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The Forever Initiative: Increasing stability, reducing poverty one family at a time

Published: Wednesday, Oct. 23 2013 11:40 a.m. MDT

The poverty problem is complex and there's only so much money to go around. Each year, states have to decide where they want to allocate resources, with worthy options being after-school programs for underpriviledged kids, job programs for out-of-work parents, campaigns to reduce out-of-wedlock pregnancies or fatherhood education for incarcerated dads.

The federal government helps through TANF (pronounced "tan-if") block grants, and in a review of states' TANF spending, the Center on Budget and Policy Priorities found that among the states, there's a wide range of priorities and spending patterns.

Eight states spent more than 15 percent of their TANF block grants on the goals of reducing out-of-wedlock pregnancy and helping form two-parent families. Arkansas and New Jersey spent more than 30 percent of their TANF funds on family-strengthening measures.

But many states spend nothing, when even 1 percent would help immensely, Hawkins said.

In fact, he proposes that states pay for relationship education courses through TANF, rather than relying on limited federal grants or private donations.

That's exactly what Utah did in 1998 when it established its marriage initiative, which quickly blossomed into the second-biggest program in the country, behind Oklahoma's.

However, Utah's 1 percent TANF allocation, around $600,000, was cut in the most recent legislative session, leaving the program scrambling to find another funding source.

Utah's problem is not uncommon, because even though 1 percent is a relatively small amount of money, it's still coming from a limited pool, says LaDonna Pavetti, vice president for family income support policy at the Center on Budget and Policy Priorities.

"If (states) use it to pay for those (marriage education) programs, you're going to have less child care, cash grants or less money for other child welfare," she said. "You've gotta take it from somewhere. And there isn't evidence that shows those programs work, and that's sort of a pretty important piece of information."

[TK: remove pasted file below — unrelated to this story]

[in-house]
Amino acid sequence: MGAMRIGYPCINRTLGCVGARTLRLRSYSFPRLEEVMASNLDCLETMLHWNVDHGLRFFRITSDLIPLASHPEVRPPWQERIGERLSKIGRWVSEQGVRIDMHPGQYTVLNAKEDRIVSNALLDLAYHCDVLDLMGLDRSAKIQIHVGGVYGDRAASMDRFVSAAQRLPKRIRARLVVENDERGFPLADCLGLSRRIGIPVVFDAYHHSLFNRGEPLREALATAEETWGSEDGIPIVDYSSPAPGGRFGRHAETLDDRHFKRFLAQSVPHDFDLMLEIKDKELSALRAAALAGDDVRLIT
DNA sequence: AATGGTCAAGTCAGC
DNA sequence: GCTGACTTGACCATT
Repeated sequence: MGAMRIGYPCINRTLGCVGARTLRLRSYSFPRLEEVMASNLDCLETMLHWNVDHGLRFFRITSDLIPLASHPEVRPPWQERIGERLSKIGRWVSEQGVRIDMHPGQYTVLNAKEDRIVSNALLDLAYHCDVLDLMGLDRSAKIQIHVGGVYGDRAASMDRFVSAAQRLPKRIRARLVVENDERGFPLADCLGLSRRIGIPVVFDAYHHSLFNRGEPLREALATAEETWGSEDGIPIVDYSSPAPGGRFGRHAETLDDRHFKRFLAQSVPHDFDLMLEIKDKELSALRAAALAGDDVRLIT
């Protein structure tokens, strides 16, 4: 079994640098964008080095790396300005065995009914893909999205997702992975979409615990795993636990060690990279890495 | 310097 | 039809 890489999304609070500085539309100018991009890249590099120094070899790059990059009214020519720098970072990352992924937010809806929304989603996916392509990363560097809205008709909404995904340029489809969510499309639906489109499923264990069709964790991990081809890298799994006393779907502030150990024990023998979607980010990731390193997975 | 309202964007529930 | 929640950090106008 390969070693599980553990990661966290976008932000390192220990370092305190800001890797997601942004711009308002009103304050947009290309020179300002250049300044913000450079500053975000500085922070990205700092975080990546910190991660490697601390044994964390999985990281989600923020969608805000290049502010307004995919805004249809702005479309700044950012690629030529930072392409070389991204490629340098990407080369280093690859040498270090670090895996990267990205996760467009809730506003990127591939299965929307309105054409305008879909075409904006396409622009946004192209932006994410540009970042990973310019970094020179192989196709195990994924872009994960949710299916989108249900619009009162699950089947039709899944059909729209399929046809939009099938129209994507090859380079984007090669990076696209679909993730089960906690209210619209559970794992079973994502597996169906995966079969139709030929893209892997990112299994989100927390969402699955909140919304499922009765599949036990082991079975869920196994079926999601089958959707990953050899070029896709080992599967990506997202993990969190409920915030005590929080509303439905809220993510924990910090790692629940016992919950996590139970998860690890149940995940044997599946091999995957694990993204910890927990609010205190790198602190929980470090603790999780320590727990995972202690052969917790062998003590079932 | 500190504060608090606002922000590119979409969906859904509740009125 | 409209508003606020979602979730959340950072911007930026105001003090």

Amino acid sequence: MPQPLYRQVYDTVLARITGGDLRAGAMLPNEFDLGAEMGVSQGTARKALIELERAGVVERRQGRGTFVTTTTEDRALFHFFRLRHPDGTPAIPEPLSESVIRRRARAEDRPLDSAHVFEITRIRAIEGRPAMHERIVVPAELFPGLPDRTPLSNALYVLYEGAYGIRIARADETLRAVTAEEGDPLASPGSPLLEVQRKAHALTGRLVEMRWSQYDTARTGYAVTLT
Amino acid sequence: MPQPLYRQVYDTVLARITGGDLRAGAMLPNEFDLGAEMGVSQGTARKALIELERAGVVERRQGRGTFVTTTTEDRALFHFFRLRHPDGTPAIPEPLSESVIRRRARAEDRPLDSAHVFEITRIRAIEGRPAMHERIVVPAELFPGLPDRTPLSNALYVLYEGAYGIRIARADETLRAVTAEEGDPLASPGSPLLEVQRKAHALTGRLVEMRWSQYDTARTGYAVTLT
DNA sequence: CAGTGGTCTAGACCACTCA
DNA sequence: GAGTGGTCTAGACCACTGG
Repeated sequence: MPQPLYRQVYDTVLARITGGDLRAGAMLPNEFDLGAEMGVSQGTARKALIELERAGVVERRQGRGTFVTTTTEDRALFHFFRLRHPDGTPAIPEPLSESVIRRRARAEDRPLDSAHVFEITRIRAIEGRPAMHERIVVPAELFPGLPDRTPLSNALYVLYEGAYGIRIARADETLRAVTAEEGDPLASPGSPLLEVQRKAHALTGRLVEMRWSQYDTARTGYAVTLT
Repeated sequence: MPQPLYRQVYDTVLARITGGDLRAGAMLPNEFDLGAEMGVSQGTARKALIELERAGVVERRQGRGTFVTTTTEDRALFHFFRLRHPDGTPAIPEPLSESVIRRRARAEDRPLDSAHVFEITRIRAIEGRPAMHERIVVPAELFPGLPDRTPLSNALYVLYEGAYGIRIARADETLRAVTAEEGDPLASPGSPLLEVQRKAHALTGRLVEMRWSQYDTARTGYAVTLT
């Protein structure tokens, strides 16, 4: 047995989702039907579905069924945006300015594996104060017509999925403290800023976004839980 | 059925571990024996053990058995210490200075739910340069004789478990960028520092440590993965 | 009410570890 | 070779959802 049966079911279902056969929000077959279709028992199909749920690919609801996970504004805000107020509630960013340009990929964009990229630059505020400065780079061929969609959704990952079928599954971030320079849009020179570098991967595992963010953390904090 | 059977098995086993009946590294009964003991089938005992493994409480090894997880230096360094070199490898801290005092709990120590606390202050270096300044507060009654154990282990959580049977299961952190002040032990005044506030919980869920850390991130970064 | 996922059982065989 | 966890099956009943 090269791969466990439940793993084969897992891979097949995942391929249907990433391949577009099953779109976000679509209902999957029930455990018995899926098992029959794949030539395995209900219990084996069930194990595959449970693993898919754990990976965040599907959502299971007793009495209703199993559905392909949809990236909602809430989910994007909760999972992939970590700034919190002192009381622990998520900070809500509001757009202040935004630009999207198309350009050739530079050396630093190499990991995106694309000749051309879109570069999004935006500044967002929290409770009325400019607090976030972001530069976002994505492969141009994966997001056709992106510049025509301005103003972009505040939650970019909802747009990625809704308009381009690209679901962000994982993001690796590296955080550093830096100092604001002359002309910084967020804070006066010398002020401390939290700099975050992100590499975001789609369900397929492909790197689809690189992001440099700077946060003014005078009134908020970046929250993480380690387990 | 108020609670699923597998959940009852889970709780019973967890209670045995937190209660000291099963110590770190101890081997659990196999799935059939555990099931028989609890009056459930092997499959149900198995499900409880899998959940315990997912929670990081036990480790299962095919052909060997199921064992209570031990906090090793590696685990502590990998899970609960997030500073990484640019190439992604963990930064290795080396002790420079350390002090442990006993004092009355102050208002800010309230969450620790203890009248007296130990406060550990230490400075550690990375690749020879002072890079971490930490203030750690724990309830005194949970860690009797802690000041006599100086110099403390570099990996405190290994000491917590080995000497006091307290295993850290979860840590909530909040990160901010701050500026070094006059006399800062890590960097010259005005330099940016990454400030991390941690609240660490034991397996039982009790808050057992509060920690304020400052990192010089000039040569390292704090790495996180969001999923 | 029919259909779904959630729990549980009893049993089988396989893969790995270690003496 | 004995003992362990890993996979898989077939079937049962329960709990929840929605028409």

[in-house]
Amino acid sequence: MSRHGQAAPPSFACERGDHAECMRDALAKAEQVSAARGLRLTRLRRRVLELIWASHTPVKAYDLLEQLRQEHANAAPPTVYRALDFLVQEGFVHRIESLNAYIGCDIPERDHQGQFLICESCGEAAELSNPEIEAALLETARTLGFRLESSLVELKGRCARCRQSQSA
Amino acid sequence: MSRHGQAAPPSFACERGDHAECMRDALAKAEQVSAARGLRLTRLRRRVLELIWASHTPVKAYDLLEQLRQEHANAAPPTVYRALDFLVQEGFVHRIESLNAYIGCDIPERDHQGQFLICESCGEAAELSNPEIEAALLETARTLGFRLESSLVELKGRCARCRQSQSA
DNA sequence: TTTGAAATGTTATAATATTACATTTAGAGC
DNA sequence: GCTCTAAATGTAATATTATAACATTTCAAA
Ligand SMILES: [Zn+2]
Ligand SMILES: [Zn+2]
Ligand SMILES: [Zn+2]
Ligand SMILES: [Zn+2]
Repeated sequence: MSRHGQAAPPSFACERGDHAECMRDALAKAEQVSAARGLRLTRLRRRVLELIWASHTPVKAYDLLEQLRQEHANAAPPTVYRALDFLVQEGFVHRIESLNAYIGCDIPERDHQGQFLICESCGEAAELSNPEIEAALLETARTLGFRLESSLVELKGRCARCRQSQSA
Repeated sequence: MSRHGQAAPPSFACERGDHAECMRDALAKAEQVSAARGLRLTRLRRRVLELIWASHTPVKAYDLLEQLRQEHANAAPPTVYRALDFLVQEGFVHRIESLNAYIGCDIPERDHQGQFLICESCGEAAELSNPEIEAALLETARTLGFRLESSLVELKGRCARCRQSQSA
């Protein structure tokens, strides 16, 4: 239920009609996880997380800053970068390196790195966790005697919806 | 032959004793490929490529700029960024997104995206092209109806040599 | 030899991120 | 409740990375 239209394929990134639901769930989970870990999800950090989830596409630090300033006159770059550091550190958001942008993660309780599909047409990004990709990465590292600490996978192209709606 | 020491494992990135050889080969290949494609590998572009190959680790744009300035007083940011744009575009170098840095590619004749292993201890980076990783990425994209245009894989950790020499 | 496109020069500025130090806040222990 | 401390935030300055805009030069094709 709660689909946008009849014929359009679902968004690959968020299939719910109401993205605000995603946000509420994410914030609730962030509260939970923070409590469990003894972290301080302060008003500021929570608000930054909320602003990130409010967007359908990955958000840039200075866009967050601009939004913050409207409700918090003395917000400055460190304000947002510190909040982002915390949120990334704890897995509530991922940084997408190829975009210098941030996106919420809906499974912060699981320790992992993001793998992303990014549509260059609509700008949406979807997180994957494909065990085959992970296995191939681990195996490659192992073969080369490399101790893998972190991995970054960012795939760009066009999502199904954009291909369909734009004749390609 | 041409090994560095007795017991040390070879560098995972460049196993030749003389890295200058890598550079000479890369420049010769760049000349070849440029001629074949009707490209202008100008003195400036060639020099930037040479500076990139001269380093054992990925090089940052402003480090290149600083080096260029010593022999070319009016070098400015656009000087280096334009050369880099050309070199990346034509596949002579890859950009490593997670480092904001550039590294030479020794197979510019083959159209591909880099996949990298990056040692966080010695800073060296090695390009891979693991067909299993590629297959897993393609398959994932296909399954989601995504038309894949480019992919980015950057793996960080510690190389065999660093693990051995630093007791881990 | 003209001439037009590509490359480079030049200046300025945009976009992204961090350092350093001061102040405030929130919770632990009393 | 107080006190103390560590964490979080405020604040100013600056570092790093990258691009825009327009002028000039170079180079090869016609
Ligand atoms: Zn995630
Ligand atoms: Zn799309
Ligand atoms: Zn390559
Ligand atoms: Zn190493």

Worth the effort?

Healthy marriage and relationship education programs are relatively new social policy initiatives, and because of that, there are limited studies with mixed results.

Some people, including Pavetti, point to a November 2012 report from the Office of Planning, Research and Evaluation: "The Long-Term Effects of Building Strong Families: A Relationship Skills Education Program for Unmarried Parents."

Unwed parents in the study met for group sessions where they learned about communication and conflict management, affection and trust, the transition to parenthood and parent-infant relationships. In addition, they received individual support from counselors and referral to education, employment, mental health, child care, housing or legal services in the community.

The study found that after 15 months of use in the eight sites, the Building Strong Families program made no impact on the couples' relationship quality or probability of marriage — except for the Oklahoma site, where couples reported higher relationship quality, better co-parenting, higher father involvement and increased family stability.

Oklahoma leads the country with its TANF-funded healthy-marriage initiative and has reached 330,000 people over 13 years, said Kendy Cox, a director at the Oklahoma Marriage Initiative. Though families are still breaking down across the country, research indicates Oklahoma's efforts have acted somewhat like a brake.

Since 2000, 3 percent more children in Oklahoma live with two parents, 2.7 percent fewer children are born to single mothers and 1.4 percent fewer children live in poverty than were expected, based on national statistical trends, according to a recent analysis by Hawkins and Pennsylvania State University's Paul Amato.

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